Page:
Transition Period: Cabinet Discussions

Foreign, Commonwealth and Development Office – in the House of Commons on 13th October 2020.

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Photo of Simon Jupp Simon Jupp Conservative, East Devon

What recent discussions he has had with Cabinet colleagues on progress in ensuring that the UK is prepared for the end of the transition period.

Photo of Suzanne Webb Suzanne Webb Conservative, Stourbridge

What recent discussions he has had with Cabinet colleagues on progress in ensuring that the UK is prepared for the end of the transition period.

Photo of Mark Eastwood Mark Eastwood Conservative, Dewsbury

What recent discussions he has had with Cabinet colleagues on progress in ensuring that the UK is prepared for the end of the transition period.

Photo of Simon Baynes Simon Baynes Conservative, Clwyd South

What recent discussions he has had with Cabinet colleagues on progress in ensuring that the UK is prepared for the end of the transition period.

Photo of Lee Anderson Lee Anderson Conservative, Ashfield

What recent discussions he has had with Cabinet colleagues on progress in ensuring that the UK is prepared for the end of the transition period.

Photo of Wendy Morton Wendy Morton Parliamentary Under-Secretary (Foreign, Commonwealth and Development Office)

It remains our intention and our hope to reach an agreement with the EU, but as a responsible Government, we continue to make extensive preparations for a wide range of scenarios. The two Cabinet Committees focused on EU exit strategy and operations meet regularly to discuss the Government’s work, to ensure that the UK is prepared for the end of the transition period.

Photo of Simon Jupp Simon Jupp Conservative, East Devon

I thank the Minister for her response. The new Department will no doubt have a busy autumn, as it looks to seize the many opportunities that lay ahead. What discussions have been held with the Department for International Trade to ensure that the Government sing from the same hymn sheet in their future trade negotiations on food, animal welfare and environmental standards?

Photo of Wendy Morton Wendy Morton Parliamentary Under-Secretary (Foreign, Commonwealth and Development Office)

I can assure my hon. Friend that FCDO Ministers are in regular contact with DIT colleagues on a range of trade-related issues. The UK Government have been consistently clear that we will never sign a trade deal that would compromise the UK’s high environmental protection, animal welfare and food safety standards. All existing food safety provisions will be retained.

Photo of Suzanne Webb Suzanne Webb Conservative, Stourbridge

Two thirds of my constituents in Stourbridge voted to leave the EU—“Roll on 31 December” is the message I hear loud and clear. Does the Minister agree that we must strongly back the Government’s negotiating position to deliver a trade deal that takes back control of our money, laws and borders, but that we should not be afraid to fall back on an Australian-style arrangement if necessary?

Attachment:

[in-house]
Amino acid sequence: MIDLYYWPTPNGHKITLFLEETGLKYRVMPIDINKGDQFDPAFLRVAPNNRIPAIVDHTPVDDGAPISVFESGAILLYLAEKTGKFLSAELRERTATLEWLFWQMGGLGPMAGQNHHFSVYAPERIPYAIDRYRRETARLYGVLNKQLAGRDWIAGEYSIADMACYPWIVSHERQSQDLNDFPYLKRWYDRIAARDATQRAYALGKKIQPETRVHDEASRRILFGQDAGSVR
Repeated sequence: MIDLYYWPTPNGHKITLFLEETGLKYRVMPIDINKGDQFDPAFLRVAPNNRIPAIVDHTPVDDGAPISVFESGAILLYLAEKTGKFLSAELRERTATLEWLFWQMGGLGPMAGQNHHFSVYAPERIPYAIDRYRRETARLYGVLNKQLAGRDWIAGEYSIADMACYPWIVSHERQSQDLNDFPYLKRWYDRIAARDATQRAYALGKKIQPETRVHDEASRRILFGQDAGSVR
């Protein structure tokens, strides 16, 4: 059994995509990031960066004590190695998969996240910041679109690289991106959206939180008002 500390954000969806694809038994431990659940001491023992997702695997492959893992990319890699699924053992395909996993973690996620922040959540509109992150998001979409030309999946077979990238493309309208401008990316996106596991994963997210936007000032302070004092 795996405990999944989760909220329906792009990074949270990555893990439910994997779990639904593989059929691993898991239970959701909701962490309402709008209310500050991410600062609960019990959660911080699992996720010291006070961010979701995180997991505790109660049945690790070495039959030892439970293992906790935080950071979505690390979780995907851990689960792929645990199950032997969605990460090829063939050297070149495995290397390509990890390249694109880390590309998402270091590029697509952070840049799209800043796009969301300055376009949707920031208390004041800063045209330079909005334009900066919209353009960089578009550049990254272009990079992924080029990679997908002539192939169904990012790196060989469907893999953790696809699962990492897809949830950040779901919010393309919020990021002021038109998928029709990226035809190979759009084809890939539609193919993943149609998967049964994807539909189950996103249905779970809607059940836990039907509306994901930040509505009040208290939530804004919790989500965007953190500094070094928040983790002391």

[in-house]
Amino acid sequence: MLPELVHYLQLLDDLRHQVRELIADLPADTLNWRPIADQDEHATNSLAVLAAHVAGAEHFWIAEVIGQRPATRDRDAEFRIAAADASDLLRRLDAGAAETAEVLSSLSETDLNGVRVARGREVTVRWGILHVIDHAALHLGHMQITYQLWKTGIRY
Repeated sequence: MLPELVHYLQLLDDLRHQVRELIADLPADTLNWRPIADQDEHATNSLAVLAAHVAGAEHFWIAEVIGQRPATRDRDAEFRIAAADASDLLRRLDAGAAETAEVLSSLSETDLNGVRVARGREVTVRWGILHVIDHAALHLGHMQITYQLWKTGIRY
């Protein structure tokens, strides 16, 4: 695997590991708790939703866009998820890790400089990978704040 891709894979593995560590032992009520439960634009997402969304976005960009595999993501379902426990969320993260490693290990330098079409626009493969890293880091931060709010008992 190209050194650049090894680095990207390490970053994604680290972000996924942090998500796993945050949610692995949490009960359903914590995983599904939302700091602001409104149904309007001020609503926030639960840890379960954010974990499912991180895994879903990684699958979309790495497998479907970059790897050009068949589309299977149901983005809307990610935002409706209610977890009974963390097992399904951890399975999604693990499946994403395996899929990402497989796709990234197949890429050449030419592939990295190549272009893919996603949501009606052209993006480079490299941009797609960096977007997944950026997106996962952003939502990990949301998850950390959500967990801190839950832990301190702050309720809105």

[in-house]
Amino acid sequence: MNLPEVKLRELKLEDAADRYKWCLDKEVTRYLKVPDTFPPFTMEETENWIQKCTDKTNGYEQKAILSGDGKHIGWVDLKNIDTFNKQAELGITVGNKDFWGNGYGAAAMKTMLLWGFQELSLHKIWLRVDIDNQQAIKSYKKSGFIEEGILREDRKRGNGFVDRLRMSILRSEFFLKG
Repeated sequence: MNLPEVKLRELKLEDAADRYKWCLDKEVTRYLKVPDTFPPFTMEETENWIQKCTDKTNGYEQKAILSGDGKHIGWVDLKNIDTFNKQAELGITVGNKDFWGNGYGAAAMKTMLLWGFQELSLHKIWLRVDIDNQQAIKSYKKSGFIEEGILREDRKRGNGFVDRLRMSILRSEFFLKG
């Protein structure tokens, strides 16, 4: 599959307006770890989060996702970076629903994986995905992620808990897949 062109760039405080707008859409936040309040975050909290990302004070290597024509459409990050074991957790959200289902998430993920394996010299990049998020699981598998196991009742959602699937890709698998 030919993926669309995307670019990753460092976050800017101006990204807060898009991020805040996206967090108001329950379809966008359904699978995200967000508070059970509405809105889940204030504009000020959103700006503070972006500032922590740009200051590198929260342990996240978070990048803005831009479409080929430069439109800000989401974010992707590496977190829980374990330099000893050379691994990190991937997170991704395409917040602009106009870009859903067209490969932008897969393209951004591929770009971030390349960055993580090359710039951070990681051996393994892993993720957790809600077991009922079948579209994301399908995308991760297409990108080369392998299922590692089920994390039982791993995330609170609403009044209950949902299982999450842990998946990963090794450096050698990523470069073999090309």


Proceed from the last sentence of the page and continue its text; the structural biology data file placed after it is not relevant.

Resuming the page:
Photo of Wendy Morton Wendy Morton Parliamentary Under-Secretary (Foreign, Commonwealth and Development Office)

My hon. Friend asks an important question. We continue to work hard towards reaching an agreement with the EU. We want a deal with free trade provisions similar to those that the EU agreed with Canada, and if that is not possible, we will have a trading relationship similar to how Australia trades with the EU. Either way, we will be leaving the single market and the customs union.

Photo of Mark Eastwood Mark Eastwood Conservative, Dewsbury

The United Kingdom has a proud history of defending human rights. Does the Minister agree that a key benefit of leaving the European Union for our foreign policy is the ability to put in place our own independent sanctions regime, allowing us to go further on human rights than the EU?

Photo of Wendy Morton Wendy Morton Parliamentary Under-Secretary (Foreign, Commonwealth and Development Office)

Yes, the UK will indeed pursue an independent sanctions policy driven by our foreign policy objectives. We established a global human rights sanctions regime on 6 July, which gives us new powers to fight those involved in serious human rights abuses. The sanctions we recently imposed on individuals in Belarus are a good example. Sanctions are best delivered, though, through collective action, and we will continue to work with EU and other international partners.

Photo of Simon Baynes Simon Baynes Conservative, Clwyd South

Does the Minister agree that the end of the transition period will herald a global Britain with more freedom to follow our own path in the world, to the benefit of my constituents in Clwyd South?

Photo of Wendy Morton Wendy Morton Parliamentary Under-Secretary (Foreign, Commonwealth and Development Office)

Yes. At the end of this year, the process of transition will be complete, and we will recover our economic and political independence. That is why we did not extend the transition period. We need to be able to design our own rules in our best interests, without the constraints of following the EU.

Photo of Lee Anderson Lee Anderson Conservative, Ashfield

The UK now has a new role outside the EU as global Britain. Will my hon. Friend advise the people of Ashfield what the FCDO’s priorities should be in the future?

Photo of Wendy Morton Wendy Morton Parliamentary Under-Secretary (Foreign, Commonwealth and Development Office)

The Government’s integrated review, which is ongoing, will define the UK’s role in the world and the longer-term strategic aims for our national security and foreign policy following our departure from the European Union. We are committed to the UK being a force for good in the world, defending open societies, free trade, democracy and human rights.